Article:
On June 12, 1753 the Mohawk Chieftain, by the name of King Hendrick appeared before the Colonial Council at Fort George and requested that George Klock be given a license to purchase the lands that the Indians had promised him. Sir Johnston claimed the Indians had already given the land to him. In 1754, George Klock secured the Klock and Nellis Patent and made application for the additional grant for the estimated 40,000 acres. Then in 1761 George purchased 3000 acres from Philip Livingston and then Sir William Johnson accused him of fraud. The acts that Johnson claimed was fraud, was the same kind of acts that he himself practiced to acquire land for himself. The charges against George were never proven, but it started a controversy in the valley that is still talked about today. The moral character of these two men, Sir William Johnson, the educated and highly gifted man of affairs and George Klock, the uncouth, Dutch Farmer is still in debate. All we know about George Klock is what was written by Sir William Johnson. George Klock left no writing to tell his side of the story.


Frank Klock, Professor of Photojournalism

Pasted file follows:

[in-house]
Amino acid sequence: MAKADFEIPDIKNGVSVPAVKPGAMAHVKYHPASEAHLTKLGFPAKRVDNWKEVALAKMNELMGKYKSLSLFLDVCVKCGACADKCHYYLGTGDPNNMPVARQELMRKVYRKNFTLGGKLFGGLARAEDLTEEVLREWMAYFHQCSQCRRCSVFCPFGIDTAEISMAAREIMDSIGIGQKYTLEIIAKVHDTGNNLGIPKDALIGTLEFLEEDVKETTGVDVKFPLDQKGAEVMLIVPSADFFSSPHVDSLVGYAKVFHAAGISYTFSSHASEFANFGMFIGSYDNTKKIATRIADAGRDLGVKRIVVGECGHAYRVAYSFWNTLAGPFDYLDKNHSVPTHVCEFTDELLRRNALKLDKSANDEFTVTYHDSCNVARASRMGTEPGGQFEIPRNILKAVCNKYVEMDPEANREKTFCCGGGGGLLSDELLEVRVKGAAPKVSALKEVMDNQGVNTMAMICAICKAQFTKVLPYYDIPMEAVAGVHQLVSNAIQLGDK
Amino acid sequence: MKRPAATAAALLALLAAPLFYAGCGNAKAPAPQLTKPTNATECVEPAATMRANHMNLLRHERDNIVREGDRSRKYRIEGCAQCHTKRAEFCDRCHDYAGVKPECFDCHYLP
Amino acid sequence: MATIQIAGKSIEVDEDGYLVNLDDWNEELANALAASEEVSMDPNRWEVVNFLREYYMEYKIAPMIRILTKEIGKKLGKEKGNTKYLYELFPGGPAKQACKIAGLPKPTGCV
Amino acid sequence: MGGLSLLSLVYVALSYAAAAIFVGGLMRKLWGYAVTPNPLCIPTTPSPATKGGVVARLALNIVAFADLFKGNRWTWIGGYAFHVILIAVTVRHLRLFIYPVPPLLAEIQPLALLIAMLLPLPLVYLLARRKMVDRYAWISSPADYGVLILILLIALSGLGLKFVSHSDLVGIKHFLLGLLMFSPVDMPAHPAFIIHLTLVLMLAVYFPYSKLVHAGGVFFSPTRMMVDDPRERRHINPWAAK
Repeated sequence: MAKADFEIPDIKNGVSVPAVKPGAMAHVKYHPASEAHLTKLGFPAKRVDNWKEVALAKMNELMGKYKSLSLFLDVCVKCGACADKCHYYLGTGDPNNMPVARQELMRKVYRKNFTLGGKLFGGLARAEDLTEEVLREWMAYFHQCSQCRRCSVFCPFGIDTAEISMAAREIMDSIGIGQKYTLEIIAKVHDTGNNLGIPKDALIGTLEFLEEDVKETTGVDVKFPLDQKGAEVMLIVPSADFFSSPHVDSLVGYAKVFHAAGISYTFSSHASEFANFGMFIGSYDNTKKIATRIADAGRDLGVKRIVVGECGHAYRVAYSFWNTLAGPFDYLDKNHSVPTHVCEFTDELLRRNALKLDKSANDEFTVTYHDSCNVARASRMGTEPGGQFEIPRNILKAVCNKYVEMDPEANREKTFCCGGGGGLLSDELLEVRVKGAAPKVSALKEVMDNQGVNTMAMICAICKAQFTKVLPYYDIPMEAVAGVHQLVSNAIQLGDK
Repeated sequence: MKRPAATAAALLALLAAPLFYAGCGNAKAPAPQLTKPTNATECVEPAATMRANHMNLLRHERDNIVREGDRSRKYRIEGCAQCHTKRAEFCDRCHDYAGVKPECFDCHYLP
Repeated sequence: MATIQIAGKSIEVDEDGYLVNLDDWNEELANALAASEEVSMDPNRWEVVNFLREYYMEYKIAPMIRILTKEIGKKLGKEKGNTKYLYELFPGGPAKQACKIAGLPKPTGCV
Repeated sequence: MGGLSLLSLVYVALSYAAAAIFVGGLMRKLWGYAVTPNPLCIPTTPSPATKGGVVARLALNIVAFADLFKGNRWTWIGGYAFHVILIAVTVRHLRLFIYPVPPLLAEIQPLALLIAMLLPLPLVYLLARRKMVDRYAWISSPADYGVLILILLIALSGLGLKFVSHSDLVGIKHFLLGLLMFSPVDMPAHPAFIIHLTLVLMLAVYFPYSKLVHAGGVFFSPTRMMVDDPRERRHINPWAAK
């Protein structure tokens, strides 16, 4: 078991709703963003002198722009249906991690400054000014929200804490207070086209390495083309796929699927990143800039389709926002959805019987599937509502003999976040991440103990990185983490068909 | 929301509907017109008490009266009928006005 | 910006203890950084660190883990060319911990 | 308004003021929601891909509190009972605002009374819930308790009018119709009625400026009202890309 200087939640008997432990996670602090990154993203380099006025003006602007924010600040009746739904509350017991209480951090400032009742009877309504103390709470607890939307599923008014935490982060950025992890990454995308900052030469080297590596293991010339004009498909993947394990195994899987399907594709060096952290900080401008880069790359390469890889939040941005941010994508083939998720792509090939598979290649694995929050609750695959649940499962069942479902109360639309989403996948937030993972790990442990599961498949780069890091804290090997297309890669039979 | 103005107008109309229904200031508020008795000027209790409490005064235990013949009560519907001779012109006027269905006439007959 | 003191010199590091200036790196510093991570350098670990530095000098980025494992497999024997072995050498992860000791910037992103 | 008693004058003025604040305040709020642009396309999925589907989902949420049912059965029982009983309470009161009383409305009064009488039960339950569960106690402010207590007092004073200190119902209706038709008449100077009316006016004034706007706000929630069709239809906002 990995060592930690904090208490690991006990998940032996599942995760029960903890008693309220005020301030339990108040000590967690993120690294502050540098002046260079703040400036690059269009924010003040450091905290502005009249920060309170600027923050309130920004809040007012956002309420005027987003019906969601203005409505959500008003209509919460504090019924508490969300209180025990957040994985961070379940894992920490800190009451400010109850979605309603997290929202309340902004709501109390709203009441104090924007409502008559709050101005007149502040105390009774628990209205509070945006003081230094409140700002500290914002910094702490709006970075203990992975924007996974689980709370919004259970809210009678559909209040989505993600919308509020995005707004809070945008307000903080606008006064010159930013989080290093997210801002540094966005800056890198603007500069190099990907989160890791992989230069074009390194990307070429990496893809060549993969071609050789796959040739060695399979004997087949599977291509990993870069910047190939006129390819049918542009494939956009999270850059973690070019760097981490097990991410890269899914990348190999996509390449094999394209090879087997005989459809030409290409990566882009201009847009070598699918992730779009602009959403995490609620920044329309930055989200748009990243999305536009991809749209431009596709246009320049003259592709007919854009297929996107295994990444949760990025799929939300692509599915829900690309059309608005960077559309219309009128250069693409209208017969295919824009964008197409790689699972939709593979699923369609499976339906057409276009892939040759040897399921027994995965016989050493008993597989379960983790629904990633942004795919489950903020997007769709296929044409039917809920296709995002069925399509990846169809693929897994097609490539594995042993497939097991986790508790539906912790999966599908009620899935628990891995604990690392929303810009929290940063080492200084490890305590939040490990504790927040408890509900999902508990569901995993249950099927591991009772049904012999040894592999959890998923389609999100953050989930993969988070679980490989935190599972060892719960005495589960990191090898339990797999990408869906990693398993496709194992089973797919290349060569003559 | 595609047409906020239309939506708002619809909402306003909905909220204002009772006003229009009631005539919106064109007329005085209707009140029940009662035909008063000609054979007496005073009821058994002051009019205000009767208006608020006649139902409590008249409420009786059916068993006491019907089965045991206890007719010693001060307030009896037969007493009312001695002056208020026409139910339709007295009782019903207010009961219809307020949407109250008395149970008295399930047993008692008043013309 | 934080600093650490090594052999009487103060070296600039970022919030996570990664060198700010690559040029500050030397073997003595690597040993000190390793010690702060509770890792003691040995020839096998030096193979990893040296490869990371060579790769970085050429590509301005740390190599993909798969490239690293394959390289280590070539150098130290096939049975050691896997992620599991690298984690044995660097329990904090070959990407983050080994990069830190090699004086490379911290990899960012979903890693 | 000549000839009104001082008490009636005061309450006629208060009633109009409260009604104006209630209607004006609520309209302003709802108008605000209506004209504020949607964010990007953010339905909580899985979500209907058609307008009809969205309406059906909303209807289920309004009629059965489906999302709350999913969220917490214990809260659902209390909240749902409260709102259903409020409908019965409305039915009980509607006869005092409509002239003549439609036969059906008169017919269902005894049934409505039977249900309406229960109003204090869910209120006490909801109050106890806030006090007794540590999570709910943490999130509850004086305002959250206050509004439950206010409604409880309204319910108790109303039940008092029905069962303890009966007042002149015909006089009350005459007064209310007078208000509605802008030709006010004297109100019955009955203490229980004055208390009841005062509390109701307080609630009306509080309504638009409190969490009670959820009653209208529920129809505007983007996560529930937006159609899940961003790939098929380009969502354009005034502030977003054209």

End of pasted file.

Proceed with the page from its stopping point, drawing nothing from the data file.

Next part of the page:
Professor Frank Klock was born in 1950 in Sioux Falls, South Dakota. He is the son of Raymond and Zeta (Babe) Klock. Frank has three sisters; Jackie, Julee and Krisite, all live in Sioux Falls, S.D. His brother Larry died in a car accident in the late 70’s.

Frank Klock is a professor of photojournalism at South Dakota State University in Brookings, S.D. Frank entered his 13th year teaching at the University. “I have taught some exceptional students. Many of which are good photojournalists all over the country now,” Frank told me in a recent e-mail. Professor Klock teaches Basic Photography, Photojournalism and Advanced Photography. He also advises the Journalism Club, one of the department’s most active student organizations. “I am heavily involved with High School Press in this state, the home of which is SDSU. I’m going on my 14th year teaching their high school institute summer photography workshops,” said Professor Klock. Professor Klock also does considerable amount of photo judging for the South Dakota Newspaper Association and for other organizations.